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The roof and the sealant around the venting should be inspected as to its condition.
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The ceiling tile should be viewed for stains from water leaks, especially near the air coolers.
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Inspection of the equipment should be done including the collection of serial numbers.
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Serial numbers should be used to verify equipment production dates by contacting the manufacturers.
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An experienced repairman could inspect the equipment.
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A professional inspection service should be used to verify code compliance, mold issues and ADA compliance of the site.
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The floor should be inspected to ensure that the concrete is not lifting/sinking and the tile is not cracked, broken or worn.
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The surrounding neighborhood (up to one mile) should be searched for other Laundromats. Laundromats are routinely built and others go out of business in most urban neighborhoods.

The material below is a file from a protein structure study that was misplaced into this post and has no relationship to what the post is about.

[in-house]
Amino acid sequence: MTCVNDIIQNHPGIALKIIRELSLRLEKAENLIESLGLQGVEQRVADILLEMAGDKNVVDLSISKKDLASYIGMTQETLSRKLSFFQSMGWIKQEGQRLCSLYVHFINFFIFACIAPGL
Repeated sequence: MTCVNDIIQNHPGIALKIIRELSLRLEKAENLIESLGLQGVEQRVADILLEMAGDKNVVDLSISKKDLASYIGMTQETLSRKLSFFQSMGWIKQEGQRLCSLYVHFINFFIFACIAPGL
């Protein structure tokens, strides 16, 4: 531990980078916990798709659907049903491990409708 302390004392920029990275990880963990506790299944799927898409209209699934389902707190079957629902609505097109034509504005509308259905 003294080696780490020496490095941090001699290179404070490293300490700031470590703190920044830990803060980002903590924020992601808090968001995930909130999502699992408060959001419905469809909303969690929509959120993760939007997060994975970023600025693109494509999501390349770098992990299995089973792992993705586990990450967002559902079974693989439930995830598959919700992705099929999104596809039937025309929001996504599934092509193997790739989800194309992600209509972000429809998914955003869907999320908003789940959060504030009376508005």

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Nearby apartment laundry rooms should be visited noting vended prices and conditions.
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The local city building department should be visited to view their file on permits, certificates of occupancy, age, construction information and any potential developments.
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The building department staff should know if any new Laundromats are in the planning phase.
-Check to make sure all electrical items,
including televisions are working.

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Inspect the neighborhood around the site to
find any available empty commercial space suitable
for the construction of a Laundromat.
Call the broker listed on the for lease sign to
compare current rental rates and information on
upcoming competition.
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Ask the local police department for input on crime
in the neighborhood.
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Three years worth of income and expenses should be
obtained from the Seller.
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Demographic study is advisable.

How do you decide what to pay for a laundry? What are the keys to that process?